Private equity investments in energy face new challenges. As publicly traded energy companies have faced pressure, they’ve shied away from new oil patch acquisitions, which in part has complicated exit pathways for private equity-backed oil firms. Private equity firms sold an average of $10.4 billion in oil and gas assets a year in the 2017-2019 period, 64% less than the $28.5 billion they sold in 2016, PE News reported.

“The private equity industry mistook a structural change, that is a collapse in buyer demand, for being cyclical and tied to oil prices,” Calgary-based Waterous Energy’s CEO and managing partner Adam Waterous told PE News.

In July 2020, Warburg Pincus told investors it will not make any deals tied to fossil fuels in its next flagship fund. Earlier in the year, Warburg Pincus suspended fundraising for its second energy fund.

“I think you are going to see the energy private equity world shrink — their next funds are going to be smaller as institutional investors are abandoning the energy sector,” Pickering Energy Partners LP founder Dan Pickering told S&P Global in an interview.

The table below shows some of the private equity-backed oil and gas companies that have filed bankruptcy, with debt loads exceeding $100 million including secured and unsecured debt, as tracked by Haynes and Boone.

Filing DateDebtor Private Equity Owners Total Secured & Unsecured Debt
6/28/20CHESAPEAKE ENERGY CORPORATIONCitadel Advisors, Carlyle (exited its 9% stake in May)$11,800,000,000
7/15/20CALIFORNIA RESOURCES CORPORATIONAres Management$6,285,823,505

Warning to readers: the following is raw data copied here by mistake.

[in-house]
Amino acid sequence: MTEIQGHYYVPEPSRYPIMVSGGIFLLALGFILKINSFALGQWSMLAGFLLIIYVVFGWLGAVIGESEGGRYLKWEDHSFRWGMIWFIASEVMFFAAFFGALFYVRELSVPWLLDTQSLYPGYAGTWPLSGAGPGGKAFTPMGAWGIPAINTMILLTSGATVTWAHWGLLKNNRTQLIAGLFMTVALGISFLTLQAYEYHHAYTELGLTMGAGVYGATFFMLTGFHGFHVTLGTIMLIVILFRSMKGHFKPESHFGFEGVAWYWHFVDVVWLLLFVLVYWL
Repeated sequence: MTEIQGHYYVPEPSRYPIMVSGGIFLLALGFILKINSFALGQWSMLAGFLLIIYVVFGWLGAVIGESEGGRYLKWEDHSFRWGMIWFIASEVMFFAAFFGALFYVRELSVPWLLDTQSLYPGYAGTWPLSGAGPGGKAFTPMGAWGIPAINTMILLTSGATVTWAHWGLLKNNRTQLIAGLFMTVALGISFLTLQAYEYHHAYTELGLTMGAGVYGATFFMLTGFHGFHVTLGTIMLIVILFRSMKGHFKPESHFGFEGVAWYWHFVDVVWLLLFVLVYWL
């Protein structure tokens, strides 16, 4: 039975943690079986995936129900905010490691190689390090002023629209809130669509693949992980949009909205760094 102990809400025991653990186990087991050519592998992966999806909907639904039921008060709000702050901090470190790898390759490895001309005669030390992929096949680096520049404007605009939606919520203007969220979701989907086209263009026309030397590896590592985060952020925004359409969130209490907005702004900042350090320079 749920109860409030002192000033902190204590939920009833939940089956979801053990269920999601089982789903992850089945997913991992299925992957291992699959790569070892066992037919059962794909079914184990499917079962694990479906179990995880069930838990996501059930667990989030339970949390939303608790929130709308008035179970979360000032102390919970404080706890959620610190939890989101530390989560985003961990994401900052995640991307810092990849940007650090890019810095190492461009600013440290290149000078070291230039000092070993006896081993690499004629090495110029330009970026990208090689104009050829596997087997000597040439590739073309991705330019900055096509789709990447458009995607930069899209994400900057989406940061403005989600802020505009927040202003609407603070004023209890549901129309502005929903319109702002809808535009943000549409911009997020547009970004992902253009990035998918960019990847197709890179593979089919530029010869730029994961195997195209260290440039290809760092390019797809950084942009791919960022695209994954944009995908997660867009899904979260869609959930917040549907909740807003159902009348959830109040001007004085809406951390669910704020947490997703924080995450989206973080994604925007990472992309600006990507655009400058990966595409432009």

5/14/20ULTRA PETROLEUM CORPFir Tree Capital Management, Disciplined Growth Investors Inc$5,532,056,552
5/22/20UNIT CORPORATIONPartners Group, OPTrust$4,808,182,228
8/16/20CHAPARRAL ENERGY, INC.Bayou City Energy$3,542,888,635
6/14/20EXTRACTION OIL & GAS, INC.Yorktown Partners, Luminus Management$2,522,573,161
7/30/20DENBURY RESOURCES INC.GoldenTree Asset Management, Fidelity$2,500,000,000
8/3/20FIELDWOOD ENERGY INC.Riverstone Energy, Canada Pension Plan Investments, ACE & Company$1,959,200,000
6/25/20SABLE PERMIAN RESOURCES, LLCEnergy and Minerals Group, OnyxPoint Global Management, Pantheon International$1,434,296,685
5/15/20GAVILAN RESOURCES, LLCBlackstone, Mesquite Energy$1,120,804,265
7/16/20BRUIN E&P PARTNERS, LLCArcLight Capital Partners$1,077,000,000
1/27/20SOUTHLAND ROYALTY COMPANY LLCEnCap Investments, MorningStar Partners$625,047,200
3/23/20SHERIDAN HOLDING COMPANY I, LLCWarburg Pincus$618,485,147
6/28/20LILIS ENERGY, INC.Varde Partners$579,876,334
6/17/20CHISHOLM OIL AND GAS OPERATING, LLCAres Management, Apollo Global$560,003,485
5/31/20TEMPLAR ENERGY LLCBain Capital, Ares Management, Paulson & Co Inc.$465,700,000
7/26/20ROSEHILL RESOURCES INC.EIG Global Energy Partners$362,700,000